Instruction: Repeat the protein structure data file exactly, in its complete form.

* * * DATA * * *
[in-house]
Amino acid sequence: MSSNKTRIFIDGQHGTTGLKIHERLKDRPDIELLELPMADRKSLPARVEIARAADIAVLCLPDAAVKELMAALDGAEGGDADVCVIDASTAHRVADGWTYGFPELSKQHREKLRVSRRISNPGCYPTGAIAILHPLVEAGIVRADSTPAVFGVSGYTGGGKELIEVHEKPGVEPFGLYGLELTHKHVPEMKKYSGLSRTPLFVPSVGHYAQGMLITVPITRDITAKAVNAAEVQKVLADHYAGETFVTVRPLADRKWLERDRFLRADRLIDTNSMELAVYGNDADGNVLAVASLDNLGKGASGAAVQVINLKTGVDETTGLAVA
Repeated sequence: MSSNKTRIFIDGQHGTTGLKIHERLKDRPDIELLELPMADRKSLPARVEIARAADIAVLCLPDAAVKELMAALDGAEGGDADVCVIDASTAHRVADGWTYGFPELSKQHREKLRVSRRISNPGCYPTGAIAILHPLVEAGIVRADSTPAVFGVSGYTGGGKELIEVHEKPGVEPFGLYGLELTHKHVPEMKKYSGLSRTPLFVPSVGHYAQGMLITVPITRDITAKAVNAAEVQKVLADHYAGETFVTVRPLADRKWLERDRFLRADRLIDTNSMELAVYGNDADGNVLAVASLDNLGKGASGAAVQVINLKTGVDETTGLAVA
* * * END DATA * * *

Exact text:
[in-house]
Amino acid sequence: MSSNKTRIFIDGQHGTTGLKIHERLKDRPDIELLELPMADRKSLPARVEIARAADIAVLCLPDAAVKELMAALDGAEGGDADVCVIDASTAHRVADGWTYGFPELSKQHREKLRVSRRISNPGCYPTGAIAILHPLVEAGIVRADSTPAVFGVSGYTGGGKELIEVHEKPGVEPFGLYGLELTHKHVPEMKKYSGLSRTPLFVPSVGHYAQGMLITVPITRDITAKAVNAAEVQKVLADHYAGETFVTVRPLADRKWLERDRFLRADRLIDTNSMELAVYGNDADGNVLAVASLDNLGKGASGAAVQVINLKTGVDETTGLAVA
Repeated sequence: MSSNKTRIFIDGQHGTTGLKIHERLKDRPDIELLELPMADRKSLPARVEIARAADIAVLCLPDAAVKELMAALDGAEGGDADVCVIDASTAHRVADGWTYGFPELSKQHREKLRVSRRISNPGCYPTGAIAILHPLVEAGIVRADSTPAVFGVSGYTGGGKELIEVHEKPGVEPFGLYGLELTHKHVPEMKKYSGLSRTPLFVPSVGHYAQGMLITVPITRDITAKAVNAAEVQKVLADHYAGETFVTVRPLADRKWLERDRFLRADRLIDTNSMELAVYGNDADGNVLAVASLDNLGKGASGAAVQVINLKTGVDETTGLAVA